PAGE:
Hanoi's Reclusive Lake Turtle Forced Out of Its Shell

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Na Son Nguyen / AP

Nguyen Quang Hue helps pull Cu Rua, Hanoi's legendary urban turtle, out of Hoan Kiem Lake on April 3, 2011

It was a lengthy, setback-laden struggle watched by a city of increasingly curious people. But on Sunday, Hanoi's legendary urban turtle, Cu Rua, was finally captured in the capital's central Hoan Kiem Lake. The 440-lb. (200 kg) creature, widely considered to be a deity that has protected the city for hundreds of years, was caught by dozens of Vietnamese soldiers after a first attempt to take the turtle in for medical treatment last month failed.

Since last year, when photos of Cu Rua with lesions and sores appeared in local papers, conservationists have been worried about the ancient animal's health. A cold, dry winter lowered the urban lake's water levels. Pollution from nearby cafés and unusually high acidity levels in the lake also raised concerns. Nguyen Ngoc Khoi, CEO of KAT, the company in charge of catching the animal, hailed Sunday's procedure as a success. "The venerable turtle has some injuries around its neck, but the wound on its shell is healed," he says. "I believe it will be fine in two weeks." The turtle will now undergo tests and possible medical treatment at a specially prepared enclosure on an island in the lake.

For generations, Cu Rua (Great-Grandfather in Vietnamese, though its gender remains to be determined) has been considered a deity in Vietnam. Many believe it is the same spirit that reclaimed the magic sword from the depths of Hoan Kiem that 15th century King Le Loi used to defeat China's Ming dynasty and win Vietnam's independence from its northern neighbor. Many in Hanoi have been waiting to catch a glimpse of the turtle for years. Last month, during the first rescue attempt, Pham Thi Ngoc Diep, a 22-year-old accountant, went to the shores of Hoan Kiem to watch. "I wish to see him once in my life," said Thi. "It may bring good luck to me and my family."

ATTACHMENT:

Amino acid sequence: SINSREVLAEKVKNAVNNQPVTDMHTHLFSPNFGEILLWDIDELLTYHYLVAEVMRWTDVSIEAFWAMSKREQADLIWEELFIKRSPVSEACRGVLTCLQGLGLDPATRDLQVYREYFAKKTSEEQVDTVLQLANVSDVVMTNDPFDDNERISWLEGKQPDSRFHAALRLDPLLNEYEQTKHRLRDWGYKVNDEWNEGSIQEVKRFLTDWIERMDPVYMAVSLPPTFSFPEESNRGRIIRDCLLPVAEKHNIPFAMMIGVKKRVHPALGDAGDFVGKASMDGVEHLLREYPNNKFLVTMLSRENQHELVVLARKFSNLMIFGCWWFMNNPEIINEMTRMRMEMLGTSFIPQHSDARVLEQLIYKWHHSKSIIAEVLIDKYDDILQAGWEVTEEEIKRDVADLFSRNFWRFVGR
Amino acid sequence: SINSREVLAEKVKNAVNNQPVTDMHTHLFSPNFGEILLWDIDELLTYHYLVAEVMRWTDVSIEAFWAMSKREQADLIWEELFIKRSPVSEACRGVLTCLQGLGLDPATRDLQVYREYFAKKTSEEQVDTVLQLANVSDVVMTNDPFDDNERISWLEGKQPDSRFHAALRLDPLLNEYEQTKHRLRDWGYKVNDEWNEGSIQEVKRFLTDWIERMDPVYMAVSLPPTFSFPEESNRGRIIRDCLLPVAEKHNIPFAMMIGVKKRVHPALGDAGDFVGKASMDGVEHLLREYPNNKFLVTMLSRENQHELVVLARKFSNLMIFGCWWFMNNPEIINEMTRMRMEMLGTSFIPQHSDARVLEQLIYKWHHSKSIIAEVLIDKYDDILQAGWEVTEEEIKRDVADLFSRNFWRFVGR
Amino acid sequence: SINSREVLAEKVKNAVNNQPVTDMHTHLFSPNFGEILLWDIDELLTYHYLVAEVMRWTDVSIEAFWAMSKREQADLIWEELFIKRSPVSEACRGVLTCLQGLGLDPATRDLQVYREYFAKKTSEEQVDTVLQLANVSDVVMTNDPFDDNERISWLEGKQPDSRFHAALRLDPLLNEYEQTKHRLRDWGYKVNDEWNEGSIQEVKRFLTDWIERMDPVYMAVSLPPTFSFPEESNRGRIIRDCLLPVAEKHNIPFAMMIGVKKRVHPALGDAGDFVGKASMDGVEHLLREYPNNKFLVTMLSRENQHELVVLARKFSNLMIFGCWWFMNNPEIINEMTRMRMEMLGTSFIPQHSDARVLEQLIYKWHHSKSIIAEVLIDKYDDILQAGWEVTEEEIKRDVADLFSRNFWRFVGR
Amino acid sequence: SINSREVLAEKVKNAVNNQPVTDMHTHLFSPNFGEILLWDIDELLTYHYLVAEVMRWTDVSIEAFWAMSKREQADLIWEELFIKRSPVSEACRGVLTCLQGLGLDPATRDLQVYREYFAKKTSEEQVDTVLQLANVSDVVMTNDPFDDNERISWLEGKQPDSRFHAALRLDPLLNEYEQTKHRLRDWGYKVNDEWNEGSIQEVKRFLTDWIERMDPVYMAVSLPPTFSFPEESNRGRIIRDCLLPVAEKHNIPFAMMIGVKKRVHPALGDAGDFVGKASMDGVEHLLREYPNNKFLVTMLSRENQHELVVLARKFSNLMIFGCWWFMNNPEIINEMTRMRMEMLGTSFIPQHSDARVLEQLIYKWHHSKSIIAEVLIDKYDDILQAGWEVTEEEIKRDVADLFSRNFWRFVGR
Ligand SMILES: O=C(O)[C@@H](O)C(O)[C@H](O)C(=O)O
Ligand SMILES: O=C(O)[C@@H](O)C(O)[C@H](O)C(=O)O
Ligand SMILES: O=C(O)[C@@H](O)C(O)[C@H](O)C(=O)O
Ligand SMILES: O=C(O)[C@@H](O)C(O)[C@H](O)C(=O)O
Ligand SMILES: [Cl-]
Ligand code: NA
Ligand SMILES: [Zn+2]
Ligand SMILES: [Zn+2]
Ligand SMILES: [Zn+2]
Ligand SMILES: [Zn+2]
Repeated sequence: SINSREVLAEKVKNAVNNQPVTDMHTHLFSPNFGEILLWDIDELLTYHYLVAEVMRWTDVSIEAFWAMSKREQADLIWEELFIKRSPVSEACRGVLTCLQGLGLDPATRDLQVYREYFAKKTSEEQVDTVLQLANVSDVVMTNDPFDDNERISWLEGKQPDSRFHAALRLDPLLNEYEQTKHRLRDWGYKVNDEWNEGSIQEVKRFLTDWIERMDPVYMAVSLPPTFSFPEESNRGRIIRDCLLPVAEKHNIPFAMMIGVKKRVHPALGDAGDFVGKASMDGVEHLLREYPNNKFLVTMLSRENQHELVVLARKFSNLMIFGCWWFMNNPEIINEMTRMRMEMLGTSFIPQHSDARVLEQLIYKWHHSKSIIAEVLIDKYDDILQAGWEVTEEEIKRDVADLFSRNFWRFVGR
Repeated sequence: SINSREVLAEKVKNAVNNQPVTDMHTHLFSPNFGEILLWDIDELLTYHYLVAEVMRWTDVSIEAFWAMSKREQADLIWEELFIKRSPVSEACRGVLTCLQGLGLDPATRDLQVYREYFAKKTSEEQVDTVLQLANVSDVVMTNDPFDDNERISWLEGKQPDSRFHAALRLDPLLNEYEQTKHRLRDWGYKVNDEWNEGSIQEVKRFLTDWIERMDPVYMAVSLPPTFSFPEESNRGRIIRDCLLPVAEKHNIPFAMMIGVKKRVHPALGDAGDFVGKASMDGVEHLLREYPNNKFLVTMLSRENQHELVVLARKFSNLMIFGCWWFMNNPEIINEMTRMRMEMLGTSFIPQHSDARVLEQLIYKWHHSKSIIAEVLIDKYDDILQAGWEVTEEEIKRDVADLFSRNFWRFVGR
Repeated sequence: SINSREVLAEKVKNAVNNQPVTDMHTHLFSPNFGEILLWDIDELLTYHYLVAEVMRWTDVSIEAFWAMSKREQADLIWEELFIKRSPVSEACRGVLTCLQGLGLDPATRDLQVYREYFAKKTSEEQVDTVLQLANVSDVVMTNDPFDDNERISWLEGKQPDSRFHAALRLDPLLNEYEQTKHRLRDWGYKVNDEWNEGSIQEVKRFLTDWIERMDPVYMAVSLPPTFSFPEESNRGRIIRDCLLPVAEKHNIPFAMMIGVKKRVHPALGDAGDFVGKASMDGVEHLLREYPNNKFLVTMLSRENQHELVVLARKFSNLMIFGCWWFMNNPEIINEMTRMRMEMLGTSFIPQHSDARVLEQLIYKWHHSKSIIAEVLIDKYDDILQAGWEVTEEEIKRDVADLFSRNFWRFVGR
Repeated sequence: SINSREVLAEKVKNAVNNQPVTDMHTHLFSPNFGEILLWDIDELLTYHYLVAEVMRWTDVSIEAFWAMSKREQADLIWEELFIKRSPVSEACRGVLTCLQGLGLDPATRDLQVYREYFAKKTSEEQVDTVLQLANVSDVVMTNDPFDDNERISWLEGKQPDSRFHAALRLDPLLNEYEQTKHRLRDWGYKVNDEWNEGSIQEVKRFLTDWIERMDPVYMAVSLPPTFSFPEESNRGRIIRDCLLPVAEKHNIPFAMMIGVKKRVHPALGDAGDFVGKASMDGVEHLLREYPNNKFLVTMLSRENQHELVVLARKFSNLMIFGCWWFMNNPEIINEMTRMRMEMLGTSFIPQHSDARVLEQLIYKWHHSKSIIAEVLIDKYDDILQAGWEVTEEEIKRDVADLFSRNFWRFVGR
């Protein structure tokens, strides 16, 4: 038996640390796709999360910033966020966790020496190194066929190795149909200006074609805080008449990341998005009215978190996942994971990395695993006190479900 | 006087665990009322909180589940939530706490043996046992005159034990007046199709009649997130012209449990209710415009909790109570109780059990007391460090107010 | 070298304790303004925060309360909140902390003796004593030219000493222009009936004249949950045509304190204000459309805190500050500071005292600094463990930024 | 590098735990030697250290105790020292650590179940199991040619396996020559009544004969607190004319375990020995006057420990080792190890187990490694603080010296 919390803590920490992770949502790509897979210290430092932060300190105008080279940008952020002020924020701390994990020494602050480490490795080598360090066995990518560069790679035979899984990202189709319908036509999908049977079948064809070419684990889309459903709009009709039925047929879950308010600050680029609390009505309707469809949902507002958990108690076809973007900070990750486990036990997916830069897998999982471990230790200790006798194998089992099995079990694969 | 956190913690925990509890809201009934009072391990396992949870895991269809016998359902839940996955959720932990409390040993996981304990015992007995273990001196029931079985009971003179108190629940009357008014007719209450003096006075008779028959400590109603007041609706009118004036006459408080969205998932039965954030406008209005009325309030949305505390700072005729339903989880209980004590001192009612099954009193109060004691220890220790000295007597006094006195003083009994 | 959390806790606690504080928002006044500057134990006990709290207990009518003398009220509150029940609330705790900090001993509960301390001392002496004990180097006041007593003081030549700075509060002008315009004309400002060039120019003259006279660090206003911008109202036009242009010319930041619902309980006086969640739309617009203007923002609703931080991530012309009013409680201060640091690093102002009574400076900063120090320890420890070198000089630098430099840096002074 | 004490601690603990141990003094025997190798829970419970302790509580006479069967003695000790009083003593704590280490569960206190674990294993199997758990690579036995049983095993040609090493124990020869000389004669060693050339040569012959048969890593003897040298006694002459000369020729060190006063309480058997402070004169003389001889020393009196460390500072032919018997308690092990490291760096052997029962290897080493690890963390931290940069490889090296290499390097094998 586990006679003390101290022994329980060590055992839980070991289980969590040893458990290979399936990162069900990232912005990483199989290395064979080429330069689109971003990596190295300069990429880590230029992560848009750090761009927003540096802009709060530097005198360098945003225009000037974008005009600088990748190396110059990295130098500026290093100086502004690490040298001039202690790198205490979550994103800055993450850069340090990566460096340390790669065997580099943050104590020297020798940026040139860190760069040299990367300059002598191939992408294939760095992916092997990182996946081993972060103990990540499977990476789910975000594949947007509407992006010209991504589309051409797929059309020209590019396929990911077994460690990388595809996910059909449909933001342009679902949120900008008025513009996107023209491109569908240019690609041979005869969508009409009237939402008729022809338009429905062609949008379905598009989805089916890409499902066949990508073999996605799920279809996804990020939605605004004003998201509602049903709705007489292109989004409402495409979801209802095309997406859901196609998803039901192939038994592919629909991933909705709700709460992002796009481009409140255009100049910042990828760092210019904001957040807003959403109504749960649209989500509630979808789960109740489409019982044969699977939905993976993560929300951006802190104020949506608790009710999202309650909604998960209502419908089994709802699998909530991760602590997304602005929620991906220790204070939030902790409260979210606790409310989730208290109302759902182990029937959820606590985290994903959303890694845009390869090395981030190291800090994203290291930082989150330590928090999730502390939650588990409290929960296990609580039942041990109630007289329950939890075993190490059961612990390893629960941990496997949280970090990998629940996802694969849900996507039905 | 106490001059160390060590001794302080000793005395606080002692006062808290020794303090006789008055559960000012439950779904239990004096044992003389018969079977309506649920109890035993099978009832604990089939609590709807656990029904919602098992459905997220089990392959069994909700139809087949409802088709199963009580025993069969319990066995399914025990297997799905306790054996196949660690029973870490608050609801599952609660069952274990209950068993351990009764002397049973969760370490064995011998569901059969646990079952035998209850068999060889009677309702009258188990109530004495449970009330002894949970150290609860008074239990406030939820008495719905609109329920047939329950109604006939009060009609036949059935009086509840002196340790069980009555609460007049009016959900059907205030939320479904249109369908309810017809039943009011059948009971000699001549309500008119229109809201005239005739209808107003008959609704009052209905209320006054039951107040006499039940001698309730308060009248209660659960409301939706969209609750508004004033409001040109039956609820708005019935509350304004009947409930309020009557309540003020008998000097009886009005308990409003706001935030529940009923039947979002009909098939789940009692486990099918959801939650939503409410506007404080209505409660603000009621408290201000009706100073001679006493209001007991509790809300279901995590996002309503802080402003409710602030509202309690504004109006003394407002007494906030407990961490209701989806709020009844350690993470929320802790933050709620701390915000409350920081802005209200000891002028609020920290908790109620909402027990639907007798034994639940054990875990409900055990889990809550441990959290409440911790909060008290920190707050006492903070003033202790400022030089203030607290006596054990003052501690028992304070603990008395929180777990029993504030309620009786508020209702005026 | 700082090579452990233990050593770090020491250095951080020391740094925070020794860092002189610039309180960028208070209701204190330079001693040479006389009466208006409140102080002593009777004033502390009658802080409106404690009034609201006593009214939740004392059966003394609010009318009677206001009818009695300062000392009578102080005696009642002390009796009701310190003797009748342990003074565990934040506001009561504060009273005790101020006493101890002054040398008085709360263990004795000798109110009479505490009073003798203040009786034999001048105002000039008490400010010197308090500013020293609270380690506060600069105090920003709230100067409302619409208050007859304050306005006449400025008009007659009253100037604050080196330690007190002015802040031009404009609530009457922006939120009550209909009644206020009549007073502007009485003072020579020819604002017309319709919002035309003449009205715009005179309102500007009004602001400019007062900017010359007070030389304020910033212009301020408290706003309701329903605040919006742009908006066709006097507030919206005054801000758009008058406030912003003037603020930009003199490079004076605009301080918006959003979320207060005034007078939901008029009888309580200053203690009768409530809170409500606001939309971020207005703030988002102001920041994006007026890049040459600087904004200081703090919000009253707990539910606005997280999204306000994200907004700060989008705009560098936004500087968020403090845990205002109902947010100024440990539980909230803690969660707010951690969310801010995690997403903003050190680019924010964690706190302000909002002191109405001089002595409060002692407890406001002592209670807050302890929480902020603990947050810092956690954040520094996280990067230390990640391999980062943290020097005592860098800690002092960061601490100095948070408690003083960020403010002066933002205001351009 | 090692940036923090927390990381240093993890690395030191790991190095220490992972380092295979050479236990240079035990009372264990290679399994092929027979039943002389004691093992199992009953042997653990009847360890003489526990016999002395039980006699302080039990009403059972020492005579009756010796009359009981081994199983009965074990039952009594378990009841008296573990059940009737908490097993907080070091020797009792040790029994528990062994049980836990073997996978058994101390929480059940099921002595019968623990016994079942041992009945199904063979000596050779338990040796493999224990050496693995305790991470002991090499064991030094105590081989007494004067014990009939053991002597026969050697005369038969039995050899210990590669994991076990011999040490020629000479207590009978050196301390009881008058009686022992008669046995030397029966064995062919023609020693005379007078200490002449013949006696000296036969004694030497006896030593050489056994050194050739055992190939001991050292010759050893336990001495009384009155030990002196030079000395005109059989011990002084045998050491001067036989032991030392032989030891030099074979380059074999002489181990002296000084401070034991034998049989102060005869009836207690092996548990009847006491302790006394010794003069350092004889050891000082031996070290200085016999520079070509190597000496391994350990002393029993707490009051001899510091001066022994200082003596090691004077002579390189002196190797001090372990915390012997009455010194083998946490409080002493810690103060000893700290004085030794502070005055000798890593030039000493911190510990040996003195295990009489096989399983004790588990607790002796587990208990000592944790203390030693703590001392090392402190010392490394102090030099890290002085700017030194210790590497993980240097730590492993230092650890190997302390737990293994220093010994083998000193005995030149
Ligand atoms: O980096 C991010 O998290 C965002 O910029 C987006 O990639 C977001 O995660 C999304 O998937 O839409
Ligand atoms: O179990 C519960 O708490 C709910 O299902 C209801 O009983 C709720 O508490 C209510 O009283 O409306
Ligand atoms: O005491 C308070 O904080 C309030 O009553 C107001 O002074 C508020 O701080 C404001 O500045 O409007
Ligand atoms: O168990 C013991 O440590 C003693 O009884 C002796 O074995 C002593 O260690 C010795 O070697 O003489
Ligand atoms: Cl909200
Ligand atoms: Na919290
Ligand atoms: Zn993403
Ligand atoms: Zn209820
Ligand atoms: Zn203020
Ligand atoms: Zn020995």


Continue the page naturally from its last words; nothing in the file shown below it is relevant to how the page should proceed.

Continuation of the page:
Whether the turtle is actually 600 years old or possesses magical qualities may be up for debate. What's more widely accepted is that it is one of the most endangered species in the world. Many scientists think it is one of four known Rafetus swinhoei turtles living today. (There are two others in China, and a third was found in a lake outside Hanoi in 2007, where it remains.) If these are in fact the only remaining members of the species, Rafetus swinhoei would be the second rarest turtle species in the world after Lonesome George, an Abingdon Island giant tortoise (Chelonoidis nigra abingdoni) from the Galápagos who is, as his name implies, all alone.

Local traditions in Vietnam are not exactly in the turtles' favor. Turtle meat, or ba ba, is popular throughout the Southeast Asian nation, and experts say that demand for the meat in Asia is pushing the extinction of many species. According to a recent paper published by the Turtle Conservation Coalition, 17 out of the world's 25 most endangered turtles are species found in Asia. Education for Nature Vietnam, a local NGO, claimed in a March report that local wildlife authorities regularly auction the creatures off to vendors on the false premise that they are old or sick.

Still, it's unlikely that Cu Rua would be sent to captivity in China to breed with either of the other turtles there. Despite evidence of the animal's ailing health, many people in Hanoi objected to even removing it from its environment, and insisted that it be treated on the island within the lake. "This is not a regular animal," says Tim McCormack of the Asian Turtle Program. "It's a lot harder to treat."

Not everyone thinks that Cu Rua deserves the attention it's getting. Bui Tien Dat, a 20-year-old student in Hanoi, says he cares more about events in Japan than what happens to the legendary turtle. "I think a lot of people are paying too much attention," said Bui one day last month. "It's not a really, really important thing."

With reporting by Tran Le Thuy